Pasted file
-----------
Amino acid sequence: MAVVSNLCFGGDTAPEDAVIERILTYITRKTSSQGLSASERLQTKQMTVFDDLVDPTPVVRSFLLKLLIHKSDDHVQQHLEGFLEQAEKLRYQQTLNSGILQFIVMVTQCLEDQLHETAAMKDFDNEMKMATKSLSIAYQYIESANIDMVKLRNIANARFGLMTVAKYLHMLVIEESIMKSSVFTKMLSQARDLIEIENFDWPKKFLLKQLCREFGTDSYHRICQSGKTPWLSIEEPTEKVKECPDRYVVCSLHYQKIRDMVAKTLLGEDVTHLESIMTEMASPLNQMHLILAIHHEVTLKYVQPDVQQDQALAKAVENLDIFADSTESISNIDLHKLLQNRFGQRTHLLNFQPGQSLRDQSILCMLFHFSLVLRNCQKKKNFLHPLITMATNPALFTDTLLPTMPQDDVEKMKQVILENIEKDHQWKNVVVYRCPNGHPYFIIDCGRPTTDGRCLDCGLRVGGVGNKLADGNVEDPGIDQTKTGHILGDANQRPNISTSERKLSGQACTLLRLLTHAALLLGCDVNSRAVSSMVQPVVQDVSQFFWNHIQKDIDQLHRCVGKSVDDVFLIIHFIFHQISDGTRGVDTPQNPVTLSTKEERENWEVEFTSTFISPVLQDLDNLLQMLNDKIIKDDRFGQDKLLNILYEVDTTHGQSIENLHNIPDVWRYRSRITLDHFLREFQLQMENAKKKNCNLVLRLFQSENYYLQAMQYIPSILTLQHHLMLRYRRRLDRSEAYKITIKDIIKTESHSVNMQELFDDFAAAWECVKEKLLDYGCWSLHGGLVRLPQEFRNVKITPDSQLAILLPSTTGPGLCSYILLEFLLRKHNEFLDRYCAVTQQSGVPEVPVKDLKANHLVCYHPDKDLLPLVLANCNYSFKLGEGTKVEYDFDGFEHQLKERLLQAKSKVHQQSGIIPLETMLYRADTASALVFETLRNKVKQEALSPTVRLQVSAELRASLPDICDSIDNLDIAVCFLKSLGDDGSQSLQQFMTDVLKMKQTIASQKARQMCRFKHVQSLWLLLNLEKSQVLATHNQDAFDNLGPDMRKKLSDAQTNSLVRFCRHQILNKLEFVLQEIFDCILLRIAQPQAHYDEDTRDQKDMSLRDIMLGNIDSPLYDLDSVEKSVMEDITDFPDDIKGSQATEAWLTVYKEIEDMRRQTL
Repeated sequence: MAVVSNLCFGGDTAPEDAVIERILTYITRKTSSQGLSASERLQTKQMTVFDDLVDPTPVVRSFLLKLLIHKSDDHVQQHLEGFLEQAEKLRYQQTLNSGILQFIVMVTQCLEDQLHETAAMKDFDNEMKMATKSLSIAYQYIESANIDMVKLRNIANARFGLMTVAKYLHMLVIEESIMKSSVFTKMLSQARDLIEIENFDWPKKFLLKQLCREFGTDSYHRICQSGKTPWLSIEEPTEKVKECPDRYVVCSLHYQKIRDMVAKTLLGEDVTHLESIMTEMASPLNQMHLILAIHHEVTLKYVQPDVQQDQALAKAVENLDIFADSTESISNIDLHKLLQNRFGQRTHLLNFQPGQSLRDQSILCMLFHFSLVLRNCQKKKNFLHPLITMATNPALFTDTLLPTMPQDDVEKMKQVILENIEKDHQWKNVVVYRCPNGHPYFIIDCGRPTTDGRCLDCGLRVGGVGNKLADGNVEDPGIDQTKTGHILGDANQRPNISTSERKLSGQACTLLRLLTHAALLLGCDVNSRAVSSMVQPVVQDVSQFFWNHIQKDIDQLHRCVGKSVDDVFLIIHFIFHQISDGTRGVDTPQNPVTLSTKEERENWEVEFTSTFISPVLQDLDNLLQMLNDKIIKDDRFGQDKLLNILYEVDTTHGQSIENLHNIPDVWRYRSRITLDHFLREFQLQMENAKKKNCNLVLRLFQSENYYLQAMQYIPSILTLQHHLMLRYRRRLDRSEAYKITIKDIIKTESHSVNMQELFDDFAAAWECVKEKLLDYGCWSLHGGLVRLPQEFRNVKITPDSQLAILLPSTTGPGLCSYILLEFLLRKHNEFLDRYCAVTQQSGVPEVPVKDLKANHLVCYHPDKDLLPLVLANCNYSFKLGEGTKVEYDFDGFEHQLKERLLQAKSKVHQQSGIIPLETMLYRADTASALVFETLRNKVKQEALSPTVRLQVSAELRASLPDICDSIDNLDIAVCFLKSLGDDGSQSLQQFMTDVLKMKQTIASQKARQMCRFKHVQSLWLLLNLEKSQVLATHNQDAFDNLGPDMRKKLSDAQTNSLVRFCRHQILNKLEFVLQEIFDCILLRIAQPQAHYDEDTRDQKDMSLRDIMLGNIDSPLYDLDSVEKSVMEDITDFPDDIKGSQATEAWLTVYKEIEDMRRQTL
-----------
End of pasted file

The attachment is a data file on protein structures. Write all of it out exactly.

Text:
Amino acid sequence: MAVVSNLCFGGDTAPEDAVIERILTYITRKTSSQGLSASERLQTKQMTVFDDLVDPTPVVRSFLLKLLIHKSDDHVQQHLEGFLEQAEKLRYQQTLNSGILQFIVMVTQCLEDQLHETAAMKDFDNEMKMATKSLSIAYQYIESANIDMVKLRNIANARFGLMTVAKYLHMLVIEESIMKSSVFTKMLSQARDLIEIENFDWPKKFLLKQLCREFGTDSYHRICQSGKTPWLSIEEPTEKVKECPDRYVVCSLHYQKIRDMVAKTLLGEDVTHLESIMTEMASPLNQMHLILAIHHEVTLKYVQPDVQQDQALAKAVENLDIFADSTESISNIDLHKLLQNRFGQRTHLLNFQPGQSLRDQSILCMLFHFSLVLRNCQKKKNFLHPLITMATNPALFTDTLLPTMPQDDVEKMKQVILENIEKDHQWKNVVVYRCPNGHPYFIIDCGRPTTDGRCLDCGLRVGGVGNKLADGNVEDPGIDQTKTGHILGDANQRPNISTSERKLSGQACTLLRLLTHAALLLGCDVNSRAVSSMVQPVVQDVSQFFWNHIQKDIDQLHRCVGKSVDDVFLIIHFIFHQISDGTRGVDTPQNPVTLSTKEERENWEVEFTSTFISPVLQDLDNLLQMLNDKIIKDDRFGQDKLLNILYEVDTTHGQSIENLHNIPDVWRYRSRITLDHFLREFQLQMENAKKKNCNLVLRLFQSENYYLQAMQYIPSILTLQHHLMLRYRRRLDRSEAYKITIKDIIKTESHSVNMQELFDDFAAAWECVKEKLLDYGCWSLHGGLVRLPQEFRNVKITPDSQLAILLPSTTGPGLCSYILLEFLLRKHNEFLDRYCAVTQQSGVPEVPVKDLKANHLVCYHPDKDLLPLVLANCNYSFKLGEGTKVEYDFDGFEHQLKERLLQAKSKVHQQSGIIPLETMLYRADTASALVFETLRNKVKQEALSPTVRLQVSAELRASLPDICDSIDNLDIAVCFLKSLGDDGSQSLQQFMTDVLKMKQTIASQKARQMCRFKHVQSLWLLLNLEKSQVLATHNQDAFDNLGPDMRKKLSDAQTNSLVRFCRHQILNKLEFVLQEIFDCILLRIAQPQAHYDEDTRDQKDMSLRDIMLGNIDSPLYDLDSVEKSVMEDITDFPDDIKGSQATEAWLTVYKEIEDMRRQTL
Repeated sequence: MAVVSNLCFGGDTAPEDAVIERILTYITRKTSSQGLSASERLQTKQMTVFDDLVDPTPVVRSFLLKLLIHKSDDHVQQHLEGFLEQAEKLRYQQTLNSGILQFIVMVTQCLEDQLHETAAMKDFDNEMKMATKSLSIAYQYIESANIDMVKLRNIANARFGLMTVAKYLHMLVIEESIMKSSVFTKMLSQARDLIEIENFDWPKKFLLKQLCREFGTDSYHRICQSGKTPWLSIEEPTEKVKECPDRYVVCSLHYQKIRDMVAKTLLGEDVTHLESIMTEMASPLNQMHLILAIHHEVTLKYVQPDVQQDQALAKAVENLDIFADSTESISNIDLHKLLQNRFGQRTHLLNFQPGQSLRDQSILCMLFHFSLVLRNCQKKKNFLHPLITMATNPALFTDTLLPTMPQDDVEKMKQVILENIEKDHQWKNVVVYRCPNGHPYFIIDCGRPTTDGRCLDCGLRVGGVGNKLADGNVEDPGIDQTKTGHILGDANQRPNISTSERKLSGQACTLLRLLTHAALLLGCDVNSRAVSSMVQPVVQDVSQFFWNHIQKDIDQLHRCVGKSVDDVFLIIHFIFHQISDGTRGVDTPQNPVTLSTKEERENWEVEFTSTFISPVLQDLDNLLQMLNDKIIKDDRFGQDKLLNILYEVDTTHGQSIENLHNIPDVWRYRSRITLDHFLREFQLQMENAKKKNCNLVLRLFQSENYYLQAMQYIPSILTLQHHLMLRYRRRLDRSEAYKITIKDIIKTESHSVNMQELFDDFAAAWECVKEKLLDYGCWSLHGGLVRLPQEFRNVKITPDSQLAILLPSTTGPGLCSYILLEFLLRKHNEFLDRYCAVTQQSGVPEVPVKDLKANHLVCYHPDKDLLPLVLANCNYSFKLGEGTKVEYDFDGFEHQLKERLLQAKSKVHQQSGIIPLETMLYRADTASALVFETLRNKVKQEALSPTVRLQVSAELRASLPDICDSIDNLDIAVCFLKSLGDDGSQSLQQFMTDVLKMKQTIASQKARQMCRFKHVQSLWLLLNLEKSQVLATHNQDAFDNLGPDMRKKLSDAQTNSLVRFCRHQILNKLEFVLQEIFDCILLRIAQPQAHYDEDTRDQKDMSLRDIMLGNIDSPLYDLDSVEKSVMEDITDFPDDIKGSQATEAWLTVYKEIEDMRRQTL